August export values show the continued pressure tariffs are putting on the pork sector. Meanwhile, U.S. beef exports set new records in August with export value topping $750 million for the first time.
August pork export volume was down 1 percent from last year at 182,372 mt, while export value fell 3 percent to $494.1 million. Pork muscle cuts fared better in August, increasing 5 percent to 148,736 mt, but value still declined 1 percent to $414.7 million. Pork variety meat exports declined sharply in August in both volume (33,636 mt, down 20 percent) and value ($79.4 million, down 15 percent).
For January through August, combined pork and pork variety meat exports remained 1 percent ahead of last year’s record pace at 1.63 million mt, while value increased 3 percent to $4.32 billion. For pork muscle cuts only, exports increased 6 percent from a year ago in volume (1.31 million mt) and 4 percent in value ($3.58 billion).
August exports accounted for 21.9 percent of total pork production, down from 23.1 percent a year ago, while the percentage of muscle cuts exported held steady at 19.2 percent. For January through August, exports equaled 26.3 percent of total pork production (down from 26.9 percent a year ago), while the percentage of muscle cuts exported was 22.8 percent (up from 22.4 percent). Pork export value averaged $44.29 per head slaughtered in August, down 8 percent from a year ago, while the January-August per-head average dropped 1 percent to $53.28.
U.S. pork currently faces retaliatory duties in two markets: China and Mexico. China’s duty rate on pork muscle cuts and variety meat increased from 12 to 37 percent in April and from 37 to 62 percent in July. Mexico’s duty rate on pork muscle cuts increased from zero to 10 percent in June and jumped to 20 percent in July (pork variety meats continue to enter Mexico duty-free). Beginning in June, Mexico also imposed a 15 percent duty on sausages and a 20 percent duty on some prepared or preserved hams and shoulders.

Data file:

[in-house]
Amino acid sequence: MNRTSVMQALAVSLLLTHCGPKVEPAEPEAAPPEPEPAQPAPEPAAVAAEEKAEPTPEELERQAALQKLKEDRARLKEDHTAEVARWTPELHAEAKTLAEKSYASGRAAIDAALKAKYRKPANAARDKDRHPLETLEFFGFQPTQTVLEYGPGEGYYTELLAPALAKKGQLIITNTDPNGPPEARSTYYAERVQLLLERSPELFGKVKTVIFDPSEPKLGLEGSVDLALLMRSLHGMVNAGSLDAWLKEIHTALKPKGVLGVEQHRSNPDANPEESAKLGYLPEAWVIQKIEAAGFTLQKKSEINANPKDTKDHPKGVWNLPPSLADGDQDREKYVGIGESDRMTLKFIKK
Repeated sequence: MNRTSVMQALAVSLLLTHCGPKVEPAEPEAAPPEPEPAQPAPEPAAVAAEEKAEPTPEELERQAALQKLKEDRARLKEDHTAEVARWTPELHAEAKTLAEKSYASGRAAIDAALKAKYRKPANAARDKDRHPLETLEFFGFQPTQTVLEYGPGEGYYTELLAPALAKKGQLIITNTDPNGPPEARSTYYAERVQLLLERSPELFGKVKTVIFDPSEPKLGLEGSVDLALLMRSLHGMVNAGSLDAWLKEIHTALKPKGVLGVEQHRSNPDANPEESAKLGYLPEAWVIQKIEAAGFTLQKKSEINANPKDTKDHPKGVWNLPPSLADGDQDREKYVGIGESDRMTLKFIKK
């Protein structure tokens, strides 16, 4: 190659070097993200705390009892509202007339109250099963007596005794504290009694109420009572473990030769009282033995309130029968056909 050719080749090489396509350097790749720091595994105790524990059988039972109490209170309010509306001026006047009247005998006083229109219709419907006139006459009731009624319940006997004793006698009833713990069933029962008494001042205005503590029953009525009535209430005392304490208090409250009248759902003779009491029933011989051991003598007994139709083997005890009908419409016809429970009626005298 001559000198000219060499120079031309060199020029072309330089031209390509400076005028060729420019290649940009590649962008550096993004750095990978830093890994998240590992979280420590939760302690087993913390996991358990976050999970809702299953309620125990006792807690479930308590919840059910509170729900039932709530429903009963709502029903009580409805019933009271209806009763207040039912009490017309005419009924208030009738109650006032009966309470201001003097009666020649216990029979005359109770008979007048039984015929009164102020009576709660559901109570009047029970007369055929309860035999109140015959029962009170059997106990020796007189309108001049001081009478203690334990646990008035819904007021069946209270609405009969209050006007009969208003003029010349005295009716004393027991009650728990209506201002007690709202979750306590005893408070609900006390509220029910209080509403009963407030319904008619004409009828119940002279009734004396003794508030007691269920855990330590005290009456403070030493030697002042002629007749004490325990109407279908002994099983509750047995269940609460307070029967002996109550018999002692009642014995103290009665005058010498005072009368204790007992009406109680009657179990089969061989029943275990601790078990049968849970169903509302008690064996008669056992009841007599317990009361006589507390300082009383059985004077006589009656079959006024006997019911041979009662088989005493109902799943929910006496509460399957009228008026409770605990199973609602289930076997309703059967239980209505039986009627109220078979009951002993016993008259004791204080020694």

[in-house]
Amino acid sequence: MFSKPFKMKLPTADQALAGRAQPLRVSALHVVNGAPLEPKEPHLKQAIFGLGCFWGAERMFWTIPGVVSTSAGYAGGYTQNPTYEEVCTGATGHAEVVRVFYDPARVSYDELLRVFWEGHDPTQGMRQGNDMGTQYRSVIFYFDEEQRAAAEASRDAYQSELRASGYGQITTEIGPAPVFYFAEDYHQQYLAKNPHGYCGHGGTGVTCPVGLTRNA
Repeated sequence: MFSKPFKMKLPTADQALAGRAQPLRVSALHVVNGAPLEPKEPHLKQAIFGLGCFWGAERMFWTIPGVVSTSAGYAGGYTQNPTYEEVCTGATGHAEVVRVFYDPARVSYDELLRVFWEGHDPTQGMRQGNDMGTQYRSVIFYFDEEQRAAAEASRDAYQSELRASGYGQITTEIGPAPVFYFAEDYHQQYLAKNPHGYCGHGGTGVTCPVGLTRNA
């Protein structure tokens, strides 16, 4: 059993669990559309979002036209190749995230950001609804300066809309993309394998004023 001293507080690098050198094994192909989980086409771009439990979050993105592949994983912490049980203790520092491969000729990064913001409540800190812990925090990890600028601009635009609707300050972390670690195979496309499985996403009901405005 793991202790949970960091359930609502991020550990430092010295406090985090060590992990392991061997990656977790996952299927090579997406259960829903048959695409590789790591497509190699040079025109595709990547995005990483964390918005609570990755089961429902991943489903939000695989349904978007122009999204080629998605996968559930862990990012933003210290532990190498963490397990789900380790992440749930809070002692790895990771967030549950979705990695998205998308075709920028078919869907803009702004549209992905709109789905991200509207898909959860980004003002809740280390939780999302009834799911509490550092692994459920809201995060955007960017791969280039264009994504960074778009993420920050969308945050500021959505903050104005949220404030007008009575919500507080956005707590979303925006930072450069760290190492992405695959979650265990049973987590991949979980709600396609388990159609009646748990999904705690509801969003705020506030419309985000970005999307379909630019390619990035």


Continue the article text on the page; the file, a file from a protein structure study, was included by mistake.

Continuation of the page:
“Pork exports have posted an impressive performance in 2018, but the retaliatory duties are a clearly a significant obstacle,” Halstrom explained. “The fact that U.S. trade officials were able to secure duty-free access for U.S. red meat in the new U.S.-Mexico-Canada Agreement is critically important, and we are hopeful that duty-free access for U.S. pork entering Mexico will be restored soon. Tariff relief in China may not come as quickly, but USMEF continues to work with industry partners to keep as much product as possible moving to China while also working aggressively to expand exports in other key markets, including Korea, Central and South America, the ASEAN region and Australia.”
Japan, Korea and Latin America bolster August pork exports
August pork exports to leading value market Japan increased 10 percent from a year ago to 34,935 mt, valued at $146.8 million (up 5 percent and the highest of 2018). For January through August, exports were up 2 percent from a year ago in both volume (265,250 mt) and value ($1.1 billion).
Pork exports to Korea continued to surge in August, increasing 39 percent in volume to 11,303 mt and 40 percent in value to $31.3 million. This pushed January-August exports to 159,536 mt (up 43 percent) valued at $455.6 million (up 49 percent). Exports of pork variety meat, including bungs and feet, have contributed significantly to this growth. Through August, pork variety meat exports to Korea increased 84 percent from a year ago in volume (10,358 mt) and more than doubled in value to $32.4 million (up 111 percent). Most U.S. pork products enter Korea duty-free, and this will continue under the revised KORUS agreement.
August pork exports to leading volume market Mexico fell 4 percent from a year ago to 62,319 mt, while value dropped 21 percent to $103 million. Through August, exports to Mexico remained 2 percent ahead of last year’s record pace at 532,034 mt, but value declined 6 percent to $921.1 million.
August exports to the China/Hong Kong region fell 43 percent from a year ago to 19,732 mt, with value dropping 32 percent to $52.9 million. For January through August, exports were down 24 percent in volume (257,939 mt) and fell 13 percent in value to $615.9 million.
January-August highlights for U.S. pork exports include:
Led by strong growth in Colombia and Peru, exports to South America increased 29 percent from a year ago in volume (82,153 mt) and 24 percent in value ($204.4 million). A slow start to the year kept exports to Chile below last year’s record volume pace, but shipments regained momentum in July and August.
Following a record performance in 2017, pork exports to Central America surged 20 percent higher in volume (52,528 mt) and increased 17 percent in value ($123.8 million). Pork exports to all seven Central American nations have achieved double-digit growth in 2018.
- Exports to the Dominican Republic continue to gain momentum, increasing 30 percent in volume (29,480 mt) and 25 percent in value ($64.5 million).
- Led by strong growth in the Philippines and Vietnam, exports to the ASEAN region increased 29 percent in volume (39,021 mt) and 28 percent in value ($100.1 million). The ASEAN is an especially important destination for pork variety meat, with these exports nearly doubling from a year ago in both volume (14,273 mt, up 99 percent) and value ($24.2 million, up 94 percent).
- Exports to Australia were 9 percent ahead of last year’s record pace in both volume (51,070 mt) and value ($147.5 million). Australia is the third-largest destination for U.S. hams exported for further processing, trailing only Mexico and China/Hong Kong.